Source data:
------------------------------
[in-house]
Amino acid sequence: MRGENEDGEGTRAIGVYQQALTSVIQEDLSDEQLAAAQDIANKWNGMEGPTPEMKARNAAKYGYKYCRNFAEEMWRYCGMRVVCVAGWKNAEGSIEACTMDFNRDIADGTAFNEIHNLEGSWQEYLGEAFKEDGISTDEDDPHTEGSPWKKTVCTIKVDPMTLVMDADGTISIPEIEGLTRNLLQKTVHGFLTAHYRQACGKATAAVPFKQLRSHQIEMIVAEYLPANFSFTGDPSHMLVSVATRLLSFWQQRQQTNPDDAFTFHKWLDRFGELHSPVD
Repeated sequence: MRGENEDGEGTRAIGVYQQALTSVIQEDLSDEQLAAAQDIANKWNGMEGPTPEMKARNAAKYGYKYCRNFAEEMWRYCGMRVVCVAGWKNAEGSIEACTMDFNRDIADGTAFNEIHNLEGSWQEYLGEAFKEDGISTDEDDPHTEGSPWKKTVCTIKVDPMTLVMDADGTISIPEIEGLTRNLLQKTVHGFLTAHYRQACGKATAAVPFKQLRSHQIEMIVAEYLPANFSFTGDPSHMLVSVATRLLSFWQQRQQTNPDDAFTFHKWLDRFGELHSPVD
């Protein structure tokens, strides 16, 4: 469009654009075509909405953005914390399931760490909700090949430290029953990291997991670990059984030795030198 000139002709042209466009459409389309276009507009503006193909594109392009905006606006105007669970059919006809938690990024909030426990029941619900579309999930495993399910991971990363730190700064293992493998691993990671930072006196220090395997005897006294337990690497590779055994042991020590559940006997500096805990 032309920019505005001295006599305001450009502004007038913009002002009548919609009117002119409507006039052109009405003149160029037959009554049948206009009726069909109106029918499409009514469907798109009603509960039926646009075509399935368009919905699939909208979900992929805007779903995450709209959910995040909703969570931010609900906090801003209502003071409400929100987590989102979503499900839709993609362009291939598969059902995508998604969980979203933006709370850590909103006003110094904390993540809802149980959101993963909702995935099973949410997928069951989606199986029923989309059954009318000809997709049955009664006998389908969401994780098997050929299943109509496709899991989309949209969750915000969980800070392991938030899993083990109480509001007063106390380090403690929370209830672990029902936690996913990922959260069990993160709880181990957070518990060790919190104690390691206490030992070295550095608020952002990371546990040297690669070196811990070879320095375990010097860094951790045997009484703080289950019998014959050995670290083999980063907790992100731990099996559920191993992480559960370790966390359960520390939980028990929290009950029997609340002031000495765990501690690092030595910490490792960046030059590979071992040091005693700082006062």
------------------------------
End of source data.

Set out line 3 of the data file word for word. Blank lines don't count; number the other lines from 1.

Repeated sequence: MRGENEDGEGTRAIGVYQQALTSVIQEDLSDEQLAAAQDIANKWNGMEGPTPEMKARNAAKYGYKYCRNFAEEMWRYCGMRVVCVAGWKNAEGSIEACTMDFNRDIADGTAFNEIHNLEGSWQEYLGEAFKEDGISTDEDDPHTEGSPWKKTVCTIKVDPMTLVMDADGTISIPEIEGLTRNLLQKTVHGFLTAHYRQACGKATAAVPFKQLRSHQIEMIVAEYLPANFSFTGDPSHMLVSVATRLLSFWQQRQQTNPDDAFTFHKWLDRFGELHSPVD